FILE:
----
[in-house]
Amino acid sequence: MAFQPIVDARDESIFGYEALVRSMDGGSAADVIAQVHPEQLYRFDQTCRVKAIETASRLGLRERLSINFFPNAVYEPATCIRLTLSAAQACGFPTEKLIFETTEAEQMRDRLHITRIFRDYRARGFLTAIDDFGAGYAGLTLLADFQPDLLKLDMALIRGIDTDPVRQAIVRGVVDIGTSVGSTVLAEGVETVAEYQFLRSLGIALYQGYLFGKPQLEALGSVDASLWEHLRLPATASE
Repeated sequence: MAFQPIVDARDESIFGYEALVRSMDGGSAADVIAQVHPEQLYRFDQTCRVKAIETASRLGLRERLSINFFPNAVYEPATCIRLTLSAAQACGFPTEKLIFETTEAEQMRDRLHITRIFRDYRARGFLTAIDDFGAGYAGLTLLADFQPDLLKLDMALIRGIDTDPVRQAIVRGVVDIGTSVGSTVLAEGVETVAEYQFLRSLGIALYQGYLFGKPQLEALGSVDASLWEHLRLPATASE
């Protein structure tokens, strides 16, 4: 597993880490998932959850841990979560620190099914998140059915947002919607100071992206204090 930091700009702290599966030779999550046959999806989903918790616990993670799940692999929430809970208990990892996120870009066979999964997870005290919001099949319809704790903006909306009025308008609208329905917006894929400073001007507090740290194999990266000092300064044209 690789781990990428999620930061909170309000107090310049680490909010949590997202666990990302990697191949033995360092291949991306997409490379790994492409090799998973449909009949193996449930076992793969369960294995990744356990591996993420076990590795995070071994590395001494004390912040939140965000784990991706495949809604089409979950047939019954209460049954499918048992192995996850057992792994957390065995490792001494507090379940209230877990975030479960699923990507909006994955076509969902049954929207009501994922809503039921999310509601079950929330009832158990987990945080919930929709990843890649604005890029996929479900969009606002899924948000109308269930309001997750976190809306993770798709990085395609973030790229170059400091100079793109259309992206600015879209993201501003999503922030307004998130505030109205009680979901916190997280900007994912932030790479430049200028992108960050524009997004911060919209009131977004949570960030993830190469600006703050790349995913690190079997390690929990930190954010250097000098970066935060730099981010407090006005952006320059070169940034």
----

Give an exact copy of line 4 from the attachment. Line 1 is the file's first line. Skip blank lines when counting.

């Protein structure tokens, strides 16, 4: 597993880490998932959850841990979560620190099914998140059915947002919607100071992206204090 930091700009702290599966030779999550046959999806989903918790616990993670799940692999929430809970208990990892996120870009066979999964997870005290919001099949319809704790903006909306009025308008609208329905917006894929400073001007507090740290194999990266000092300064044209 690789781990990428999620930061909170309000107090310049680490909010949590997202666990990302990697191949033995360092291949991306997409490379790994492409090799998973449909009949193996449930076992793969369960294995990744356990591996993420076990590795995070071994590395001494004390912040939140965000784990991706495949809604089409979950047939019954209460049954499918048992192995996850057992792994957390065995490792001494507090379940209230877990975030479960699923990507909006994955076509969902049954929207009501994922809503039921999310509601079950929330009832158990987990945080919930929709990843890649604005890029996929479900969009606002899924948000109308269930309001997750976190809306993770798709990085395609973030790229170059400091100079793109259309992206600015879209993201501003999503922030307004998130505030109205009680979901916190997280900007994912932030790479430049200028992108960050524009997004911060919209009131977004949570960030993830190469600006703050790349995913690190079997390690929990930190954010250097000098970066935060730099981010407090006005952006320059070169940034």